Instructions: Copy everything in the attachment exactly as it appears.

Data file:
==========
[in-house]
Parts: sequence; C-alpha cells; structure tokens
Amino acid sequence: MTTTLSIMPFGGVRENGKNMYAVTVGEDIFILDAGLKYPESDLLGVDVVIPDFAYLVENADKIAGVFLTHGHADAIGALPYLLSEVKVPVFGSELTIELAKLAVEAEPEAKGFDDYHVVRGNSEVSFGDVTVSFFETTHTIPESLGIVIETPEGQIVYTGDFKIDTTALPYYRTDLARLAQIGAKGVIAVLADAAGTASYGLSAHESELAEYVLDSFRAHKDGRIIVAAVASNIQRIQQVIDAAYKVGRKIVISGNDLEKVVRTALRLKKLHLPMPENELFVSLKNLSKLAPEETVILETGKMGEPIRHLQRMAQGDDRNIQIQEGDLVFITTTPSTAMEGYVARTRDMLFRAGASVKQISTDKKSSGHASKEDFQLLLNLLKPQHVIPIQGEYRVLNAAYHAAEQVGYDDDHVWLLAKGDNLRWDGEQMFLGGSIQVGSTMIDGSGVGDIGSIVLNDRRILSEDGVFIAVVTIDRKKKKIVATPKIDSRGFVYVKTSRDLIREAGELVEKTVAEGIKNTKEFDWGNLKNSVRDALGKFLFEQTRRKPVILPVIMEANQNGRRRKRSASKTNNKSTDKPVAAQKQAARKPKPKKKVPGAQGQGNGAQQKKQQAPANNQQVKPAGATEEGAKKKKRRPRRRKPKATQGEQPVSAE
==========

[in-house]
Parts: sequence; C-alpha cells; structure tokens
Amino acid sequence: MTTTLSIMPFGGVRENGKNMYAVTVGEDIFILDAGLKYPESDLLGVDVVIPDFAYLVENADKIAGVFLTHGHADAIGALPYLLSEVKVPVFGSELTIELAKLAVEAEPEAKGFDDYHVVRGNSEVSFGDVTVSFFETTHTIPESLGIVIETPEGQIVYTGDFKIDTTALPYYRTDLARLAQIGAKGVIAVLADAAGTASYGLSAHESELAEYVLDSFRAHKDGRIIVAAVASNIQRIQQVIDAAYKVGRKIVISGNDLEKVVRTALRLKKLHLPMPENELFVSLKNLSKLAPEETVILETGKMGEPIRHLQRMAQGDDRNIQIQEGDLVFITTTPSTAMEGYVARTRDMLFRAGASVKQISTDKKSSGHASKEDFQLLLNLLKPQHVIPIQGEYRVLNAAYHAAEQVGYDDDHVWLLAKGDNLRWDGEQMFLGGSIQVGSTMIDGSGVGDIGSIVLNDRRILSEDGVFIAVVTIDRKKKKIVATPKIDSRGFVYVKTSRDLIREAGELVEKTVAEGIKNTKEFDWGNLKNSVRDALGKFLFEQTRRKPVILPVIMEANQNGRRRKRSASKTNNKSTDKPVAAQKQAARKPKPKKKVPGAQGQGNGAQQKKQQAPANNQQVKPAGATEEGAKKKKRRPRRRKPKATQGEQPVSAE